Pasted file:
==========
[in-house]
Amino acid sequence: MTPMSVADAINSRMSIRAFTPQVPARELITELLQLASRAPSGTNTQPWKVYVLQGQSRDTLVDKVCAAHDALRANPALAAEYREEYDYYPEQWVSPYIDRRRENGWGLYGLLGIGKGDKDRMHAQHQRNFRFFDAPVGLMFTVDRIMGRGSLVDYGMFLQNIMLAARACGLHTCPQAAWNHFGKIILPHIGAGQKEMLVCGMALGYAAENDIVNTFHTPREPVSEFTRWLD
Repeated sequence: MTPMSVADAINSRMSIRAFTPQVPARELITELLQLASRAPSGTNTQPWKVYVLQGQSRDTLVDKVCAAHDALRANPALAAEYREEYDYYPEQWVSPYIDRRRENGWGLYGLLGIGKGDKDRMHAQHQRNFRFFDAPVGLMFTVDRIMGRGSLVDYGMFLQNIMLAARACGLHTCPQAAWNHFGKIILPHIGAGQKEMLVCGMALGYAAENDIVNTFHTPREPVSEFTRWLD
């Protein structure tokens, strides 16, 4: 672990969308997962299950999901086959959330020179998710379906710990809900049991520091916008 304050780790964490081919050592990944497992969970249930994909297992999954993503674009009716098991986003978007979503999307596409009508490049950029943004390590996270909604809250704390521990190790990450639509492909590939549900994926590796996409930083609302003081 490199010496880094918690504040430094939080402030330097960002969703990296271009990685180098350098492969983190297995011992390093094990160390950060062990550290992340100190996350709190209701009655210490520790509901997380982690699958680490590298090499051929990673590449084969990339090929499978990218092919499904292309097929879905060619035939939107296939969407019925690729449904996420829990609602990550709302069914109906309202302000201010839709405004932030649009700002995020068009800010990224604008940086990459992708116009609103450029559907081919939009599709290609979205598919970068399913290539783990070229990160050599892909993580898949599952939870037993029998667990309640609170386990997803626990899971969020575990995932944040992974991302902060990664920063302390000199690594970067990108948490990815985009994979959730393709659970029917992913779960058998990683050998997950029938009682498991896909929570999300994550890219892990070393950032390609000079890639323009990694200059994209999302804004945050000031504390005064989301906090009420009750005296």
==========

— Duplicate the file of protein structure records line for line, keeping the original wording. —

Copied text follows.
[in-house]
Amino acid sequence: MTPMSVADAINSRMSIRAFTPQVPARELITELLQLASRAPSGTNTQPWKVYVLQGQSRDTLVDKVCAAHDALRANPALAAEYREEYDYYPEQWVSPYIDRRRENGWGLYGLLGIGKGDKDRMHAQHQRNFRFFDAPVGLMFTVDRIMGRGSLVDYGMFLQNIMLAARACGLHTCPQAAWNHFGKIILPHIGAGQKEMLVCGMALGYAAENDIVNTFHTPREPVSEFTRWLD
Repeated sequence: MTPMSVADAINSRMSIRAFTPQVPARELITELLQLASRAPSGTNTQPWKVYVLQGQSRDTLVDKVCAAHDALRANPALAAEYREEYDYYPEQWVSPYIDRRRENGWGLYGLLGIGKGDKDRMHAQHQRNFRFFDAPVGLMFTVDRIMGRGSLVDYGMFLQNIMLAARACGLHTCPQAAWNHFGKIILPHIGAGQKEMLVCGMALGYAAENDIVNTFHTPREPVSEFTRWLD
């Protein structure tokens, strides 16, 4: 672990969308997962299950999901086959959330020179998710379906710990809900049991520091916008 304050780790964490081919050592990944497992969970249930994909297992999954993503674009009716098991986003978007979503999307596409009508490049950029943004390590996270909604809250704390521990190790990450639509492909590939549900994926590796996409930083609302003081 490199010496880094918690504040430094939080402030330097960002969703990296271009990685180098350098492969983190297995011992390093094990160390950060062990550290992340100190996350709190209701009655210490520790509901997380982690699958680490590298090499051929990673590449084969990339090929499978990218092919499904292309097929879905060619035939939107296939969407019925690729449904996420829990609602990550709302069914109906309202302000201010839709405004932030649009700002995020068009800010990224604008940086990459992708116009609103450029559907081919939009599709290609979205598919970068399913290539783990070229990160050599892909993580898949599952939870037993029998667990309640609170386990997803626990899971969020575990995932944040992974991302902060990664920063302390000199690594970067990108948490990815985009994979959730393709659970029917992913779960058998990683050998997950029938009682498991896909929570999300994550890219892990070393950032390609000079890639323009990694200059994209999302804004945050000031504390005064989301906090009420009750005296």